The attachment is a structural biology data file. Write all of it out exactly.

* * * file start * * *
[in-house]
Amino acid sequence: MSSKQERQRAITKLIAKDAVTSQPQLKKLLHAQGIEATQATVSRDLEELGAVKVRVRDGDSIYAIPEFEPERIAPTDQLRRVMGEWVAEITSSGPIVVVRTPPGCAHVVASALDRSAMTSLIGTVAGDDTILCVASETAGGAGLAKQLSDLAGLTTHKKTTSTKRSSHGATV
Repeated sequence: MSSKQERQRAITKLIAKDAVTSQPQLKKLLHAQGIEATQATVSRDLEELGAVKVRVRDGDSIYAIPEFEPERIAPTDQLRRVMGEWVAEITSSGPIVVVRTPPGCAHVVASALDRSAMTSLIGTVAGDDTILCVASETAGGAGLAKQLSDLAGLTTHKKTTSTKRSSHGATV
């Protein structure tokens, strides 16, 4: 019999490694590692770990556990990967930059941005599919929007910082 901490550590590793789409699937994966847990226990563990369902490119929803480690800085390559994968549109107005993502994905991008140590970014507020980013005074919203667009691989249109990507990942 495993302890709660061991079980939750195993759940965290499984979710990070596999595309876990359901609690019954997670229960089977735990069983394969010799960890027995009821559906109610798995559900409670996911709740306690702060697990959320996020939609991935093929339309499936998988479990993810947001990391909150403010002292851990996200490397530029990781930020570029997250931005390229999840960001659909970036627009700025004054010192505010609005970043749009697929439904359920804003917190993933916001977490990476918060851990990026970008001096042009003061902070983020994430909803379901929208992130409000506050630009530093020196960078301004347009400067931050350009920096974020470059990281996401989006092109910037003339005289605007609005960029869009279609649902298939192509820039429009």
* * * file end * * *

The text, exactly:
[in-house]
Amino acid sequence: MSSKQERQRAITKLIAKDAVTSQPQLKKLLHAQGIEATQATVSRDLEELGAVKVRVRDGDSIYAIPEFEPERIAPTDQLRRVMGEWVAEITSSGPIVVVRTPPGCAHVVASALDRSAMTSLIGTVAGDDTILCVASETAGGAGLAKQLSDLAGLTTHKKTTSTKRSSHGATV
Repeated sequence: MSSKQERQRAITKLIAKDAVTSQPQLKKLLHAQGIEATQATVSRDLEELGAVKVRVRDGDSIYAIPEFEPERIAPTDQLRRVMGEWVAEITSSGPIVVVRTPPGCAHVVASALDRSAMTSLIGTVAGDDTILCVASETAGGAGLAKQLSDLAGLTTHKKTTSTKRSSHGATV
């Protein structure tokens, strides 16, 4: 019999490694590692770990556990990967930059941005599919929007910082 901490550590590793789409699937994966847990226990563990369902490119929803480690800085390559994968549109107005993502994905991008140590970014507020980013005074919203667009691989249109990507990942 495993302890709660061991079980939750195993759940965290499984979710990070596999595309876990359901609690019954997670229960089977735990069983394969010799960890027995009821559906109610798995559900409670996911709740306690702060697990959320996020939609991935093929339309499936998988479990993810947001990391909150403010002292851990996200490397530029990781930020570029997250931005390229999840960001659909970036627009700025004054010192505010609005970043749009697929439904359920804003917190993933916001977490990476918060851990990026970008001096042009003061902070983020994430909803379901929208992130409000506050630009530093020196960078301004347009400067931050350009920096974020470059990281996401989006092109910037003339005289605007609005960029869009279609649902298939192509820039429009």